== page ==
Each time you see your written motivator take a moment to visualize yourself accomplishing your goal. Try to make the scene as clear in your mind as possible. This is a powerful tool for maintaining your focus and direction.
Even posting on Facebook your plans and goals can be a huge motivator – the more you tell people about your goals, the more drive you will have to achieve them.
Self-Motivating Tip #3: Be Practical.
It’s game plan time. You know what you want, and now you need to map out exactly how you’ll achieve it. It is important to be practical in your planning, rather than throwing out ideas that you know you won’t stick with. The secret to success is to break down your healthy living goals into mini goals that are easy to manage. Start with one small, clear goal that is right for you. This is often referred to as developing ‘SMART’ goals. SMART stands for goals that are: specific, measurable, action-oriented, realistic and time-framed. Setting “SMART” goals can also help you achieve bigger goals you may want to set for yourself over time. For more info on SMART goals, visit here.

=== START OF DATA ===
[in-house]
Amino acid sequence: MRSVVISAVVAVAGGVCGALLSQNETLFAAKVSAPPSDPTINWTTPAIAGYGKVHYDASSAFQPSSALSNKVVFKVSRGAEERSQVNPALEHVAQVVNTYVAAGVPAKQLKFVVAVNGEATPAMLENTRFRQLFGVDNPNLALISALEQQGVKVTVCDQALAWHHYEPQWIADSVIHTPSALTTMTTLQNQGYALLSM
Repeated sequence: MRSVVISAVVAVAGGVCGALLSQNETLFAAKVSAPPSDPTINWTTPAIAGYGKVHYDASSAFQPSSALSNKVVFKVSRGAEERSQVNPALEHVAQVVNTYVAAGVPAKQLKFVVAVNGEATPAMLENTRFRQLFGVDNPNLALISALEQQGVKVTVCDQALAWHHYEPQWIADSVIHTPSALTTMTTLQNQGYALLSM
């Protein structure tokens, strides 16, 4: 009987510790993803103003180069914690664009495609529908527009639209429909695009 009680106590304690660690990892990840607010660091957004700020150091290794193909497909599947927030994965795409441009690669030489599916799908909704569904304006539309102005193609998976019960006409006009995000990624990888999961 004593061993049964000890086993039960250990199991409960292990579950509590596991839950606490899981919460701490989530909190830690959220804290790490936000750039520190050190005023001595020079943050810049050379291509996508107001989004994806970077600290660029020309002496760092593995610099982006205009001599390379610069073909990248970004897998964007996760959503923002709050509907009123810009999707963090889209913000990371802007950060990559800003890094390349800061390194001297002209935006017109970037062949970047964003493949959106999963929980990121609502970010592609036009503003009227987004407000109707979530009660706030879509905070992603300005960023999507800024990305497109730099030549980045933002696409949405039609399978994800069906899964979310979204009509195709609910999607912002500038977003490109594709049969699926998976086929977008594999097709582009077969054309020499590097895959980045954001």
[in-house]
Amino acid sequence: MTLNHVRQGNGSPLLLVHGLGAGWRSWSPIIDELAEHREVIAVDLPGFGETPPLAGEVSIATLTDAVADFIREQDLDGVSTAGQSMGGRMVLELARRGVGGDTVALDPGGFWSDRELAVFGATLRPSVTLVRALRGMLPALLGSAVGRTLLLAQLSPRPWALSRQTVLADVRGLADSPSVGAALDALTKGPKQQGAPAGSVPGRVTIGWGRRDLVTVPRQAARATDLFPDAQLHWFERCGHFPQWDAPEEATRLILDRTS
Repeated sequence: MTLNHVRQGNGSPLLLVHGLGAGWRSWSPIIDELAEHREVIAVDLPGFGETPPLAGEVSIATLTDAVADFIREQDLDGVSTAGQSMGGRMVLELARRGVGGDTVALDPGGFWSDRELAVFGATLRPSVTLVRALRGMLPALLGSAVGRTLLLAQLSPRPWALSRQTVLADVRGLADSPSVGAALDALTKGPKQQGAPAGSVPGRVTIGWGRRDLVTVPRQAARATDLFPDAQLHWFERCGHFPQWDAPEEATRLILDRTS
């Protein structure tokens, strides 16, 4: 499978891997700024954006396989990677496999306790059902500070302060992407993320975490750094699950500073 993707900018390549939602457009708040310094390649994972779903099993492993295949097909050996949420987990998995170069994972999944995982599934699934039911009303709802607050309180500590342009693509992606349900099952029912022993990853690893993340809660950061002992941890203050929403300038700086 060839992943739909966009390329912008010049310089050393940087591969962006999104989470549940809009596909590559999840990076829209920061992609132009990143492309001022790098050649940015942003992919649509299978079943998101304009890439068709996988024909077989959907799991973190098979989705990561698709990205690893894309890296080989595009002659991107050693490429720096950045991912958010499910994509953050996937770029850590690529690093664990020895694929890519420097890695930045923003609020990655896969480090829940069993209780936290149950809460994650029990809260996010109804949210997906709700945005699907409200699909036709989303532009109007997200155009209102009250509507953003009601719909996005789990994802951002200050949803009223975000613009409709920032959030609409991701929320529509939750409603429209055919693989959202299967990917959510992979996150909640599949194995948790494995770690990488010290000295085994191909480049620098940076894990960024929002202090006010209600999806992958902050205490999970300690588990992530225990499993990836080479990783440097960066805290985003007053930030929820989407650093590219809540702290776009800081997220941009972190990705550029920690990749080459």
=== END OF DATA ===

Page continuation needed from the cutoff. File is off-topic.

With any weight loss goal it is important to 1) maintain a healthy diet, and 2) participate in a consistent and challenging exercise program.
Plan a routine that will fit into your schedule and you’ll be more likely to stick with it. It is important to sit down and find the best days and times to fit it in. Then write it in a schedule and treat it like a an important commitment!
Self-Motivating Tip #4: Call For Backup.